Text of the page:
There is also peace of mind that comes with contracting the services of a caregiver through an agency, knowing that if a caregiver should fall ill, the agency will supply a competent substitute. The issue of elder abuse is also a major concern today when hiring caregivers, and again, by contracting help through a legitimate agency, a client can be assured of the quality of the in-home caregiver personnel or have viable recourse should something go awry.
In the event that there is some personal conflict, or questionable working habits and methods, or even to avoid such situations, the agency acts in a preventive capacity, or as a conflict resolution mediator by establishing clear and regular communication channels and attendance rules, performance reviews, as well as establishing a conduit for discussing problems as they may arise. However, first and foremost, the agency will strive to find a good fit between the in-home caregiver and the potential client or household by instituting a detailed interview process and taking into consideration such details as the exact location; daily, weekly, and monthly routines and activities; house rules; individual and/or family preferences, personalities, skills, etc. A reputable agency also provides ongoing training and educational programs for its caregivers so they are aware of the most recent legislation affecting their profession, as well as medical breakthroughs and warnings that could affect their service.
Perhaps one of the largest overlooked liabilities is that of an on-site, on-the-job injury, which could be devastating to a private household should an in-home caregiver be illegally employed. Private homeowner’s insurance will most likely not cover such medical expenses or disability payments if the injured person is found to have actually been working as an employee, while not legally hired as such. Again, by hiring an in-home caregiver through a legitimate insured and bonded agency, worker’s compensation would cover such costs.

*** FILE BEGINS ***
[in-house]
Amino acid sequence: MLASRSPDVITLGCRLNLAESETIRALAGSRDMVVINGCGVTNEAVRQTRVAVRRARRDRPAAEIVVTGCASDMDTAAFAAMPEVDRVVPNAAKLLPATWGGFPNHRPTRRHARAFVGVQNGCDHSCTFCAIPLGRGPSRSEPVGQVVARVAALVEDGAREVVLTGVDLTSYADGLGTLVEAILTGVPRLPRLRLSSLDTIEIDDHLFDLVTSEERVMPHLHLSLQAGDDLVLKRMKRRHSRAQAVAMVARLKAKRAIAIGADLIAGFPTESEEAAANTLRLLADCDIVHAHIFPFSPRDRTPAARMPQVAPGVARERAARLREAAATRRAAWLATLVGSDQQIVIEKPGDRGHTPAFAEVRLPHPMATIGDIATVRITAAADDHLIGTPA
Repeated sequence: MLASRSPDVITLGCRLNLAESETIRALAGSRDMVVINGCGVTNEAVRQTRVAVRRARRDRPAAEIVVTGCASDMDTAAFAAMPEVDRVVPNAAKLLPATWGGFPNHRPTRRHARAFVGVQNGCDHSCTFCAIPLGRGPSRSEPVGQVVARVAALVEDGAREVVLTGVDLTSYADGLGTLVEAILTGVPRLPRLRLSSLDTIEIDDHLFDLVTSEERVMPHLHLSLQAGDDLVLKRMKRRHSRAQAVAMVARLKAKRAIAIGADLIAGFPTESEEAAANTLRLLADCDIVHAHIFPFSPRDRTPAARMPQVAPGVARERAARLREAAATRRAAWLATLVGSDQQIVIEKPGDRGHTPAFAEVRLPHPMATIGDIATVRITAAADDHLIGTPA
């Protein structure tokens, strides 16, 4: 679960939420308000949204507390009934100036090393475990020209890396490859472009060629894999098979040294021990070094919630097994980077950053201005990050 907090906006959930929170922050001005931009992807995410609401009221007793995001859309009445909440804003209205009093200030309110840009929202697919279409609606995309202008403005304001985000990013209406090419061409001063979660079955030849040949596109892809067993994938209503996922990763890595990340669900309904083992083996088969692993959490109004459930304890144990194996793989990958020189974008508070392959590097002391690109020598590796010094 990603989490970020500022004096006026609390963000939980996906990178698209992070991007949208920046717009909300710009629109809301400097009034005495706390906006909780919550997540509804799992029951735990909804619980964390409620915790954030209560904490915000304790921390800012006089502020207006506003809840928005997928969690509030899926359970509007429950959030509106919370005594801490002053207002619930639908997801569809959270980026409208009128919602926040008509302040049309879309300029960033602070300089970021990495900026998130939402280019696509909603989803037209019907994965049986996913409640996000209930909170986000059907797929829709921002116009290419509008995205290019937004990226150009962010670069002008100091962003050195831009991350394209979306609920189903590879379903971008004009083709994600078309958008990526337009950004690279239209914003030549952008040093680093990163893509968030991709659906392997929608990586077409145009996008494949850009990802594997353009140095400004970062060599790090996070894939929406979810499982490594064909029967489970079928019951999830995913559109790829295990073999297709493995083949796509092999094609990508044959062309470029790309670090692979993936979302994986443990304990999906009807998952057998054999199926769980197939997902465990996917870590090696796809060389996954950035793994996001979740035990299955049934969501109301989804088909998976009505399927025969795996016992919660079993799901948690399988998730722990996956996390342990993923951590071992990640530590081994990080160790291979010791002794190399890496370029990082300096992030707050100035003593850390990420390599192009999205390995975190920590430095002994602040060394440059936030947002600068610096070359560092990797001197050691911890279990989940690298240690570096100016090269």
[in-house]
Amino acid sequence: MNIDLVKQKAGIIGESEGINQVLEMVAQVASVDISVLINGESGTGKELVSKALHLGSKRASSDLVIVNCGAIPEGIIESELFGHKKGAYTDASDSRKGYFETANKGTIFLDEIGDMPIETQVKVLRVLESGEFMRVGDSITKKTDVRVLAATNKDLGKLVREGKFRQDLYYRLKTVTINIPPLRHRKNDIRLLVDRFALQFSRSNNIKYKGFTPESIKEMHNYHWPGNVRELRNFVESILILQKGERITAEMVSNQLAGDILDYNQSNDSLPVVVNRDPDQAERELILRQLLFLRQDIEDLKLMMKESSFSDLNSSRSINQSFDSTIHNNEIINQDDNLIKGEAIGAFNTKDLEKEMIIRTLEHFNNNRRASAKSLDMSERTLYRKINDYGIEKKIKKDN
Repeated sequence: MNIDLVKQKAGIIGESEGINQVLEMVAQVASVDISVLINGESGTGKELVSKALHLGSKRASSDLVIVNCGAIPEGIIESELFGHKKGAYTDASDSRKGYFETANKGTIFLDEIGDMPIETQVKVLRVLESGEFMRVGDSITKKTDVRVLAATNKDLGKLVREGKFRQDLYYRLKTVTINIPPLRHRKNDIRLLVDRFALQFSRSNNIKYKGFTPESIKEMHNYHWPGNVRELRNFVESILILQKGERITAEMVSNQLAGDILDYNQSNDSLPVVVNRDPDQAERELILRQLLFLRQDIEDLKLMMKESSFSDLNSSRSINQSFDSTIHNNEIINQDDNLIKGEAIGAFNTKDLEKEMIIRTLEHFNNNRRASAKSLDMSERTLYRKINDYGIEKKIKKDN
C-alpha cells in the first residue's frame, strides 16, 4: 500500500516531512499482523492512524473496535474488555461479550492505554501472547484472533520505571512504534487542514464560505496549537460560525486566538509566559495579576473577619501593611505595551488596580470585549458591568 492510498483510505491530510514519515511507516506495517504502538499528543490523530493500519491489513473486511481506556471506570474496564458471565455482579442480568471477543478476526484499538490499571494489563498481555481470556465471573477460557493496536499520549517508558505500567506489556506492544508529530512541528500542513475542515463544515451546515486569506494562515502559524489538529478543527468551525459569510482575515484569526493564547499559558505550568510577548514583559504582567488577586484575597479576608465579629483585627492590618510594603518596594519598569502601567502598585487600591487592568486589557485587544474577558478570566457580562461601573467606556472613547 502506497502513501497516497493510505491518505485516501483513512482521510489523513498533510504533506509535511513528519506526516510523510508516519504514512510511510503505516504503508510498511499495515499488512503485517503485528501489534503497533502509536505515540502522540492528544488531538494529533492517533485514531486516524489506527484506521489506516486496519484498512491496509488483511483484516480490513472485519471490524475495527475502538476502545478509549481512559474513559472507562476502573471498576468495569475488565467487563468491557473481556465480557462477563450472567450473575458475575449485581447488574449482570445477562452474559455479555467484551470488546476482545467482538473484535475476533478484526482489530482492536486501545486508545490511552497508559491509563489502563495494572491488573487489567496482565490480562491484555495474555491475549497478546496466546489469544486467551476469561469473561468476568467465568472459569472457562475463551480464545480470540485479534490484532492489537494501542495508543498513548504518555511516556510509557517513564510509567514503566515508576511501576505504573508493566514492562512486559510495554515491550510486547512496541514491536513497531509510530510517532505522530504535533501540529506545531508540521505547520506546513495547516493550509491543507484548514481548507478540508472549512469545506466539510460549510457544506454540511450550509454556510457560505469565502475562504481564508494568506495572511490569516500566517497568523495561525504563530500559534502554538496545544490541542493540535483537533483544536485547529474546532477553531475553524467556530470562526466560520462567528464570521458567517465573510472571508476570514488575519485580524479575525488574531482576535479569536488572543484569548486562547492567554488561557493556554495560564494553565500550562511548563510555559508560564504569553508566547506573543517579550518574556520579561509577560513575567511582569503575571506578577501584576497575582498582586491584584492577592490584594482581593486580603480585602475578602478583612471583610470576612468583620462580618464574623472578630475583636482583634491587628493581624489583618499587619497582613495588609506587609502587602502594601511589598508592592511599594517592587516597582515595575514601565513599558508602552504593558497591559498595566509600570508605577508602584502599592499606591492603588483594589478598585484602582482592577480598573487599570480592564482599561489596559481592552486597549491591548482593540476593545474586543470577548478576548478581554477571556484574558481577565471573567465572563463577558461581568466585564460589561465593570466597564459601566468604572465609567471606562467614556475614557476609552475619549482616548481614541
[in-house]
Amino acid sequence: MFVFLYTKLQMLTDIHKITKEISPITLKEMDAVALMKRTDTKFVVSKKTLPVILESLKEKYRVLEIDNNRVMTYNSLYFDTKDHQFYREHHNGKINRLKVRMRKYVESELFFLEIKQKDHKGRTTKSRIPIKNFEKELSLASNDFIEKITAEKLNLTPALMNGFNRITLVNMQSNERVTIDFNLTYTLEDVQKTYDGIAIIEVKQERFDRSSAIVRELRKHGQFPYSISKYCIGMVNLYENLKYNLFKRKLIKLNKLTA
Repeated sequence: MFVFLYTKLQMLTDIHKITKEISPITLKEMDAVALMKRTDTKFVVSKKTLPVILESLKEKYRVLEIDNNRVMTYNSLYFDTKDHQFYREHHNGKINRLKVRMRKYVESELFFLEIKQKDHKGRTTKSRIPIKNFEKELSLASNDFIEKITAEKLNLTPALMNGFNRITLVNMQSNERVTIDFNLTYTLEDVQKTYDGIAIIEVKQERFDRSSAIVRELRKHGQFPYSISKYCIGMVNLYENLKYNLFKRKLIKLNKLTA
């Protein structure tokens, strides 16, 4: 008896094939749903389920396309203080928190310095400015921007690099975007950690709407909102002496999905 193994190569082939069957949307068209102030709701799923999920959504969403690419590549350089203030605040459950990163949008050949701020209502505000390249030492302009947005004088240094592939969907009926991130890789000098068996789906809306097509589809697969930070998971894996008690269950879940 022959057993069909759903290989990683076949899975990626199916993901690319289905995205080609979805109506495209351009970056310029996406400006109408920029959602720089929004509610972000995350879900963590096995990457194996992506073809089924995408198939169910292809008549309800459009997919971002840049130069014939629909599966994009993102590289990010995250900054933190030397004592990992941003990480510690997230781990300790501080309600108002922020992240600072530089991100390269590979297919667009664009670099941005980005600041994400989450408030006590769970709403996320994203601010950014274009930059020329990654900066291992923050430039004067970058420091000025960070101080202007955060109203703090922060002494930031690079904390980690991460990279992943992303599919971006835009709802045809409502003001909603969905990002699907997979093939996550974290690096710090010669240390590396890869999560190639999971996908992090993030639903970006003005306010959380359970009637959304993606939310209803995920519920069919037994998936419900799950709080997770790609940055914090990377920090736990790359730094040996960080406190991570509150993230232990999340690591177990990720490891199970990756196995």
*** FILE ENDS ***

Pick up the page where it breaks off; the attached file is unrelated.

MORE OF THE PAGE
How to pay for a caregiver contracted through an agency is also important to consider. Depending on the personal and/or family situation, and the income level, there are several options ranging from private long-term care insurance, funding that may be available to low-income disabled In Home Supportive Services (IHSS) recipients, or that of simple private payment.
Finding a caregiver through a professional agency not only offers peace of mind for the host of aforementioned reasons, but it also offers personal ease and assurance by not having to call upon “do-it-yourself” methods such as searching through classified ads, following up on recommendations from friends and acquaintances, seeking out registries or lists, interviewing with temporary placement agencies, independent contractors, etc.
In short, hiring an in-home caregiver through a full-employment agency saves time, assures quality care, legal compliance, avoids risks, and most importantly, allows our elderly loved ones to stay at home. Aging today can, and should be, dignified, and today’s in-home care solutions provided by an insured and bonded full-employment agency offers this possibility.
© 2009 by Gabriella Ambrosi. All rights reserved